In South Carolina, Class Action Lawsuit Pits Foster Kids Against State

Jan 12, 2015
Originally published on January 25, 2015 11:32 pm
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Child welfare advocates filed a class action lawsuit this afternoon against the state of South Carolina, saying it has failed to protect thousands of children in its care. The advocates are demanding changes at a state agency that has faced repeated cases of child deaths and mismanagement. NPR's Laura Sullivan reports.

LAURA SULLIVAN, BYLINE: For several years now, South Carolina's Department of Social Services has been criticized for mismanagement and abuse in its foster care homes. The state held hearings and officials promised change. The agency also recently got a new leader, but now the department is facing new criticism, this time from the children. The class action lawsuit was filed in Federal District Court in Charleston and it's based on the complaints of 11 kids in foster care.

Sue Berkowitz is an attorney with South Carolina's Appleseed Legal Justice Center.

SUE BERKOWITZ: The South Carolina Department of Social Services has been neglecting the children that are in its care for decades.

SULLIVAN: Appleseed helped bring the suit, along with children's rights and national nonprofit.

BERKOWITZ: Not only are they not being protected, they're not given an opportunity to recover. And we should be just ashamed as a state.

SULLIVAN: The suit alleges the state has failed to provide therapy, counseling and medical care for the children, even when they appear to have been physically or sexually abused in foster care or group homes. It says the state moves the kids repeatedly from home to home - in some cases 10 or 15 times per child - places an inordinately high number of children in group homes rather than with families, and lacks an adequate number of foster homes or caseworkers.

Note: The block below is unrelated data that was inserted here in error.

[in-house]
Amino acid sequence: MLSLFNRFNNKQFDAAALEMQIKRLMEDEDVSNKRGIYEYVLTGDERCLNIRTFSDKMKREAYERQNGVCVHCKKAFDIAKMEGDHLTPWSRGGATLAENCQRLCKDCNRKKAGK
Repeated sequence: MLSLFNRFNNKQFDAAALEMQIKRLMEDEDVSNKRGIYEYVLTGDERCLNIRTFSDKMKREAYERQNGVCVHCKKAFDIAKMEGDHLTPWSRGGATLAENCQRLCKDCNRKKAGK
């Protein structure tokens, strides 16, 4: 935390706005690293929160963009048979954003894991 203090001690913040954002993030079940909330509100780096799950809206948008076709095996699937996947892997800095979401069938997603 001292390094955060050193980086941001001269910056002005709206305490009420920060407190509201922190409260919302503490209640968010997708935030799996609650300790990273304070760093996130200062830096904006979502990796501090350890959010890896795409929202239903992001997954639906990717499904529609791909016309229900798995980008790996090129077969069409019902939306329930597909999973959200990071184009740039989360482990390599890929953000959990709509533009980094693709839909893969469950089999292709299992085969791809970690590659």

BERKOWITZ: We know that it's a systemic problem and not just an isolated problem that needs to be fixed.

SULLIVAN: In a statement, South Carolina's Department of Social Services says,

The department and its caseworkers are dedicated to ensuring that foster children get the care that meets their needs.

But Stephanie Trevitz, who's not a party to the suit, says it sums up her experience with the state's social services. Trevitz and her husband Rex took in six foster children. Trevitz is a special education teacher and wanted to take on some of the hardest cases. What she says she wasn't prepared for was being left to fend for herself by the Department of Social Services.

STEPHANIE TREVITZ: It's been easier to bury my mother than it has been to get services through DSS. Everything for these children has been a fight. And I'm connected, I know who to call - or at least I know who to try to call - and I worry about those families or those people who don't have the abilities that I do.

SULLIVAN: She says one of her children came to her having already been placed in 13 homes by the age of 11, in some of which he had been abused.

TREVITZ: That child deserves more than what he has gotten, and he deserves services now.

SULLIVAN: Trevitz and her husband went on to adopt the six children. Child advocates say they hope that by filing suit the state will be forced to change the way it looks after the children in its care. Laura Sullivan, NPR News. Transcript provided by NPR, Copyright NPR.